By B.N. Frank
Technology continues to be introduced to address rising crime in the U.S. Earlier this year, artificial intelligence (A.I) tech was being tested in Tennessee that would allow a single person to direct “a swarm of 130 robots”. More recently one company considered the option of arming its drones with Tasers; however, the idea wasn’t well-received by its ethics board.
Most of Axon’s Ethics Board Resigns to Protest Drone Plans
In response to several mass shootings, the company announced that it was working on drones armed with Tasers to stop shooters. Now that work is paused after most of the company’s ethics board resigned in protest.
Nine out of 12 members of Axon’s ethics board — an independent group of experts and advocates it convened to help identify potential problems with new technology before deploying it — have resigned in protest of the company’s idea to equip drones with stun guns.
The company’s idea came up in a blog post June 2 from the company’s CEO, Rick Smith, amid a string of mass shootings including the killing of 19 children and two teachers at an elementary school in Uvalde, Texas, as well as the murder of 10 people at a grocery store in Buffalo, N.Y. In the post, Smith said Axon had formally begun work on a drone equipped with the company’s Taser technology that could potentially respond quickly and non-lethally to stop a shooter.
Four days later, the majority of the company’s ethics board resigned, posting a public letter calling the company’s idea “distracting society from real solutions to a tragic problem” and “trading on the tragedy of the Uvalde and Buffalo shootings.”
In a response, Smith acknowledged that the company had brought up the idea sooner than it otherwise would have because of the shootings, but insisted that the technology was years away and without a solid timeline.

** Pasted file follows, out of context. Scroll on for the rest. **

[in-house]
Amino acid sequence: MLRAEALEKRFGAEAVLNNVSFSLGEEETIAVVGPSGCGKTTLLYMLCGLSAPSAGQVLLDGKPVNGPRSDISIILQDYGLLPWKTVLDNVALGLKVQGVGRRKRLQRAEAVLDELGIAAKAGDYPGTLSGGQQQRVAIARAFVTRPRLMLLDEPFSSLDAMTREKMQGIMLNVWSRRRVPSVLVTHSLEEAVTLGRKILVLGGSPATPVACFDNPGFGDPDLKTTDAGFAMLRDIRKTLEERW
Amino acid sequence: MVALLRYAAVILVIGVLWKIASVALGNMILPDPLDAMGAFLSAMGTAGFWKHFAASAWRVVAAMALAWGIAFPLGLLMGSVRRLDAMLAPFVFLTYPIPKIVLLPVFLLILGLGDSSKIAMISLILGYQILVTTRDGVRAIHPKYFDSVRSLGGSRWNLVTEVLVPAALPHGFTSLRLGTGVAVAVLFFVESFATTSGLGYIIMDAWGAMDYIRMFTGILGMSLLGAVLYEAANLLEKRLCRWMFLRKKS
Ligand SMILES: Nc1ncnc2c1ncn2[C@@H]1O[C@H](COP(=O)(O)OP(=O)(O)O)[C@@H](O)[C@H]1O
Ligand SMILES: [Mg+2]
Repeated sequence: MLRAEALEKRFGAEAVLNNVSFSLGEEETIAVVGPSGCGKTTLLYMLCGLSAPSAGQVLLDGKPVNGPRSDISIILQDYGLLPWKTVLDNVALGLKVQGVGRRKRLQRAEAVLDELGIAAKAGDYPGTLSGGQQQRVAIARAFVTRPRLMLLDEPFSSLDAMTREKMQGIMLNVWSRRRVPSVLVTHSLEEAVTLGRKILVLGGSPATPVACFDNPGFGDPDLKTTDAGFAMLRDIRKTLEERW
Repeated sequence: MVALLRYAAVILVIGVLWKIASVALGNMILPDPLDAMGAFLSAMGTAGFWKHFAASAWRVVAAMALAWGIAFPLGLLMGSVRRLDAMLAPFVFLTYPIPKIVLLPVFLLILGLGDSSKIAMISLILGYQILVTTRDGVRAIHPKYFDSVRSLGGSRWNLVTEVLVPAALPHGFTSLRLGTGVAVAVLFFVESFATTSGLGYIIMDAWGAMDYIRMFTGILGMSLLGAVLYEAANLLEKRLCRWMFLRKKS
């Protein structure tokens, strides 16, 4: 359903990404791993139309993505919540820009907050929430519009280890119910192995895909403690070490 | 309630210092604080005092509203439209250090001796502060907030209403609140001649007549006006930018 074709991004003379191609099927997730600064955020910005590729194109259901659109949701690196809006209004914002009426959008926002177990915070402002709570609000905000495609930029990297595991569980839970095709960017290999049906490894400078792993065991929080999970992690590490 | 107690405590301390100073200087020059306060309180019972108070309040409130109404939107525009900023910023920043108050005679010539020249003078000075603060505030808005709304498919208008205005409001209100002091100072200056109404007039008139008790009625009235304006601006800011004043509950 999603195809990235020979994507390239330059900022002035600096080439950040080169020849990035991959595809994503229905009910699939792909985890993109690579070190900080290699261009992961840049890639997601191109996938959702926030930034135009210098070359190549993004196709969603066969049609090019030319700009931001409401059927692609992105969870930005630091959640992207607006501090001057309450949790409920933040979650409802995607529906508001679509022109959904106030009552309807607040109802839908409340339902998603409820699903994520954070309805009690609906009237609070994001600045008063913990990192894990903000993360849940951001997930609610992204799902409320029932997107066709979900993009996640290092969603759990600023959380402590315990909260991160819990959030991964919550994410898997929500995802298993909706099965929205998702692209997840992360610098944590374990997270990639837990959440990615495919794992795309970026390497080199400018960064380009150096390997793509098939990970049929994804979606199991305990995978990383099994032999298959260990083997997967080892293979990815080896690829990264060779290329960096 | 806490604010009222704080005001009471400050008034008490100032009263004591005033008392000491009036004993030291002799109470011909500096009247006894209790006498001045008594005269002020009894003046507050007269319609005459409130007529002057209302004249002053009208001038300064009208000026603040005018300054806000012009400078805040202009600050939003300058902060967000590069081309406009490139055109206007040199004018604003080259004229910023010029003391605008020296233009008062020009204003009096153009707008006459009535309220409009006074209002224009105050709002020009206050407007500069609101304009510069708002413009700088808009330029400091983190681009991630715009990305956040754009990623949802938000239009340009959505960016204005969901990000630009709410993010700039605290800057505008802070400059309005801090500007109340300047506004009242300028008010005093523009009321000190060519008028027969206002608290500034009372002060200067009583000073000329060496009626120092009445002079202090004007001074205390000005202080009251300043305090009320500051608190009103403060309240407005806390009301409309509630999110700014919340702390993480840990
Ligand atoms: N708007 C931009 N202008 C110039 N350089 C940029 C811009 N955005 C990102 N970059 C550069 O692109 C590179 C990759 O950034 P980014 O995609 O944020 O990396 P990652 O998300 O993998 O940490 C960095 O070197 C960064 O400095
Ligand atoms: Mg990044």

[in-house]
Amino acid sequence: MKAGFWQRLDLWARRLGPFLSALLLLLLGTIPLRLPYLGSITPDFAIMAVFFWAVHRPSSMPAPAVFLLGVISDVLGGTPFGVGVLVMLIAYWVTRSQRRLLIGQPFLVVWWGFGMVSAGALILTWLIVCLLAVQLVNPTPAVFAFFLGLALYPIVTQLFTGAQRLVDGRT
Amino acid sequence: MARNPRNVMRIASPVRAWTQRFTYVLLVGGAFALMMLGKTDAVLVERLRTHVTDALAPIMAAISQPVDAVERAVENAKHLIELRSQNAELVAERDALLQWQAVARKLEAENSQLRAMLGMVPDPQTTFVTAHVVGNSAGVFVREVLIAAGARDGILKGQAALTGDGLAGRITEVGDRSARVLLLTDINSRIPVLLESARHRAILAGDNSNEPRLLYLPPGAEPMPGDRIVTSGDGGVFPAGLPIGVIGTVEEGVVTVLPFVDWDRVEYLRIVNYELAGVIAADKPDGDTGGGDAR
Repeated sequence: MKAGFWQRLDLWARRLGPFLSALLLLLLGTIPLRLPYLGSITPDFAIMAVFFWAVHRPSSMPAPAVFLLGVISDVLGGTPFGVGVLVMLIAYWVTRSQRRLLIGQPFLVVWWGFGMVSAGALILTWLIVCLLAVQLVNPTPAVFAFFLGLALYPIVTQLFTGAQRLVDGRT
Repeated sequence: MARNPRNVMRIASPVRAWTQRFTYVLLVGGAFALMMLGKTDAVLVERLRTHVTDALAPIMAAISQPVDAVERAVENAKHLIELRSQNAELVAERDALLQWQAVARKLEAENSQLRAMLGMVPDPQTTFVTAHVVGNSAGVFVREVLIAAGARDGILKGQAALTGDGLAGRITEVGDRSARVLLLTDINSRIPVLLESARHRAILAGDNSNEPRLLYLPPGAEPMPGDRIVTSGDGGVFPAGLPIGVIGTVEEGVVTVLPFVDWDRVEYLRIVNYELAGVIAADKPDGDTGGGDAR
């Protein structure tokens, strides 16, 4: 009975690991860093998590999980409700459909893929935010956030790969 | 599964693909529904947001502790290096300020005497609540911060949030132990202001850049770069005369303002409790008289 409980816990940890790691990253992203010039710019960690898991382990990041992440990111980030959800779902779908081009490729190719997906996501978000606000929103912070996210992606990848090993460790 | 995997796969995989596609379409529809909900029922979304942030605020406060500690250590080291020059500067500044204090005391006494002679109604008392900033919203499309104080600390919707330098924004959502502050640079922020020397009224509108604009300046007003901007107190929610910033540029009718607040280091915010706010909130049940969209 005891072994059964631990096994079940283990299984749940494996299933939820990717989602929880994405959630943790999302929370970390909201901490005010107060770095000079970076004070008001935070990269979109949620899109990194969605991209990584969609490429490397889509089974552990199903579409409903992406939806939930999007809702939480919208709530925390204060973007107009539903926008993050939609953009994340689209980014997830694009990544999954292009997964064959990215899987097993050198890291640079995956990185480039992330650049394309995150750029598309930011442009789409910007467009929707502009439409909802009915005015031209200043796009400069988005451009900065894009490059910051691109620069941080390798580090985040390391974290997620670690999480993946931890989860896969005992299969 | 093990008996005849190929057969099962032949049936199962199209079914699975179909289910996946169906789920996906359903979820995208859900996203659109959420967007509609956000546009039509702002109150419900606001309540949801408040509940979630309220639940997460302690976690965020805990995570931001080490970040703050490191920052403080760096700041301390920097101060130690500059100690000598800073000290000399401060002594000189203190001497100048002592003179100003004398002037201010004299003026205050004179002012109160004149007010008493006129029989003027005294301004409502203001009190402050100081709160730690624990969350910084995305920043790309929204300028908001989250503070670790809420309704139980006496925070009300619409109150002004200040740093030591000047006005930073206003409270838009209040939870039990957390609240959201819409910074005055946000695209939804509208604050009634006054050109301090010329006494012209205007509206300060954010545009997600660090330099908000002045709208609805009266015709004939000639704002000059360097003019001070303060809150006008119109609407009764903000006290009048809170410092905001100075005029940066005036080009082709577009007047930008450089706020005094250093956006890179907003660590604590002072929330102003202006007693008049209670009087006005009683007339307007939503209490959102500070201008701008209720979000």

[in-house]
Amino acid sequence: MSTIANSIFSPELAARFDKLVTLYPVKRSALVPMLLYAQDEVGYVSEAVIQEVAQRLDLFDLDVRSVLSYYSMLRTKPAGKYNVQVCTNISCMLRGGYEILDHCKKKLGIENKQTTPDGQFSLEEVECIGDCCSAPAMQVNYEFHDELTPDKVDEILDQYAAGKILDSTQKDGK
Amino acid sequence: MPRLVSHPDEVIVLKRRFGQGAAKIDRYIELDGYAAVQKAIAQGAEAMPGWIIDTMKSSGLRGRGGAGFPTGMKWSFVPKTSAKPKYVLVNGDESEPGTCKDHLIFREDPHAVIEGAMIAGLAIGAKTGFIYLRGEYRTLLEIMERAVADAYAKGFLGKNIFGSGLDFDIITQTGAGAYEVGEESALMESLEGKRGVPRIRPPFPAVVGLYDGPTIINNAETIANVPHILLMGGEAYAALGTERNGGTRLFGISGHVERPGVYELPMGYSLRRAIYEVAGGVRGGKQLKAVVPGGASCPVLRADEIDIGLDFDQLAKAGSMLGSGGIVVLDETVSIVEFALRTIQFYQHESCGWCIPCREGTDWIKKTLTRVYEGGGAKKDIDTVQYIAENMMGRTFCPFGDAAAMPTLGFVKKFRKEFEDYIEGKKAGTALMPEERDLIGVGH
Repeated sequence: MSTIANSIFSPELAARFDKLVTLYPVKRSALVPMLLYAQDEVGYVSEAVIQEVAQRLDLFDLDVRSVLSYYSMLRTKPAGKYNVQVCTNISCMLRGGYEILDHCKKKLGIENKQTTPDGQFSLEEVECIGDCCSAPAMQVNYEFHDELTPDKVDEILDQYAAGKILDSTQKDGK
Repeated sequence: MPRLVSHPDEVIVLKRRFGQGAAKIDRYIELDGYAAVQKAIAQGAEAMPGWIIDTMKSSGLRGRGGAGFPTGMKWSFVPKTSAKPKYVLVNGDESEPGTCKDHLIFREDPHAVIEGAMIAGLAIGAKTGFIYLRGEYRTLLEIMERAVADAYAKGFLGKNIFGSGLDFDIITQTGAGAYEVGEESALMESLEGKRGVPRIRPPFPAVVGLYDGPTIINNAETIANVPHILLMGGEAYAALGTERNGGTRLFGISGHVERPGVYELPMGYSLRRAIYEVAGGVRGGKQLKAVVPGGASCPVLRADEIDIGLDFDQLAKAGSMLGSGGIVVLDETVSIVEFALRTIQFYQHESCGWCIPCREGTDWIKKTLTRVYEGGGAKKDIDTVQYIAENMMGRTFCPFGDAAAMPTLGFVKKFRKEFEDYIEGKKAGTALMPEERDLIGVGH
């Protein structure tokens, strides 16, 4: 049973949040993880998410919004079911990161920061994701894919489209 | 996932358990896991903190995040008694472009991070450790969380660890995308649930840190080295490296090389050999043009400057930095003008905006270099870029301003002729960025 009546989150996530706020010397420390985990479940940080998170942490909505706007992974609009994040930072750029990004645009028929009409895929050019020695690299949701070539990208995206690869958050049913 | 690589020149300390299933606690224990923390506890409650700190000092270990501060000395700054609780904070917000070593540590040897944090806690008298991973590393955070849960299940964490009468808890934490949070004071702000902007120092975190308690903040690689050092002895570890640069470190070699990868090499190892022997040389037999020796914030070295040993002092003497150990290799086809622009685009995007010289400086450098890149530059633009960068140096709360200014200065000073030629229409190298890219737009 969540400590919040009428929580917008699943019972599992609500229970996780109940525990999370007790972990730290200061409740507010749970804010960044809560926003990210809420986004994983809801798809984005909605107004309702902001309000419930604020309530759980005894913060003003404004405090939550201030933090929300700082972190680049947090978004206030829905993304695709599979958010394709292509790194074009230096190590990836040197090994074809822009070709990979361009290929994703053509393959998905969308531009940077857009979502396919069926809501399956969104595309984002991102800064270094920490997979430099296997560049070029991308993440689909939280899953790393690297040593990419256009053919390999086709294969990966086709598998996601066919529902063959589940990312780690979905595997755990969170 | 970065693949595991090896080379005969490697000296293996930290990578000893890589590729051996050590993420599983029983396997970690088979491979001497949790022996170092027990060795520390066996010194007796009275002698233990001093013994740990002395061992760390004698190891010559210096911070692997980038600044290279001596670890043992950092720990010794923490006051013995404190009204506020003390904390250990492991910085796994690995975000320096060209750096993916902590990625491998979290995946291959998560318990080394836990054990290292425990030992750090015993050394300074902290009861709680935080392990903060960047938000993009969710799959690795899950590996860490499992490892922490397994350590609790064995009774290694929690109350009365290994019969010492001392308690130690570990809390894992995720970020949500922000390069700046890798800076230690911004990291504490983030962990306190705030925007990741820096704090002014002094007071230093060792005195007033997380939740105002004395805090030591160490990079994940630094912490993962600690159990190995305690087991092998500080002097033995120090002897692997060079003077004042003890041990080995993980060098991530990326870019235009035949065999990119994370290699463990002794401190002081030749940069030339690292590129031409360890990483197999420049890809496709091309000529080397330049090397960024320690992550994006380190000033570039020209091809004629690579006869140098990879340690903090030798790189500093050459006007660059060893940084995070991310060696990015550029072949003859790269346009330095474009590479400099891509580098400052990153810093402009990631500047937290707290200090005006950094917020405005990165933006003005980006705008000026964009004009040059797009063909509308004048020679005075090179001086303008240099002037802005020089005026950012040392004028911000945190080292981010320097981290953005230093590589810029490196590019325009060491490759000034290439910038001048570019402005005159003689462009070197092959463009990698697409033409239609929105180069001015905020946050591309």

He also said that in response to feedback, the company was pausing work on the idea.
“We have a lot of work and exploring to see if this technology is even viable and to understand if the public concerns can be adequately addressed before moving forward,” Smith wrote. “Pursuing an extended research path is just one element of getting this right.”
The ethics board members said the technology would involve more than just drones, but mass deployment of surveillance cameras, leading to “persistent surveillance.” Such surveillance technologies, such as automatic license plate-reading cameras, have often been deployed more heavily in areas with a higher concentration of low-income people and racial minorities, leading to criticism from civil rights advocates.
“This type of surveillance undoubtedly will harm communities of color and others who are overpoliced, and likely well beyond that,” the board members wrote.
The board also said that none of its members expected Axon’s announcement and felt the company was bypassing the board despite committing to consulting it.
Axon’s press office did not immediately respond to a question about whether the board remained active or would be dissolved, but in his response Smith stated that the company was committed to gathering feedback.
“It is unfortunate that some members of Axon’s ethics advisory panel have chosen to withdraw from directly engaging on these issues before we heard or had a chance to address their technical questions,” he wrote. “We respect their choice and will continue to seek diverse perspectives to challenge our thinking and help guide other technology options that we should be considering.”
The board members acknowledged in their statement that the company had listened to them on many occasions and changed course based on their input. That included the decision to step away from using facial recognition, stop pursuing plans to gather data from social media and to promote legislation regulating license plate cameras.
Activist Post reports regularly about privacy invasive and unsafe technology. For more information, visit our archives.
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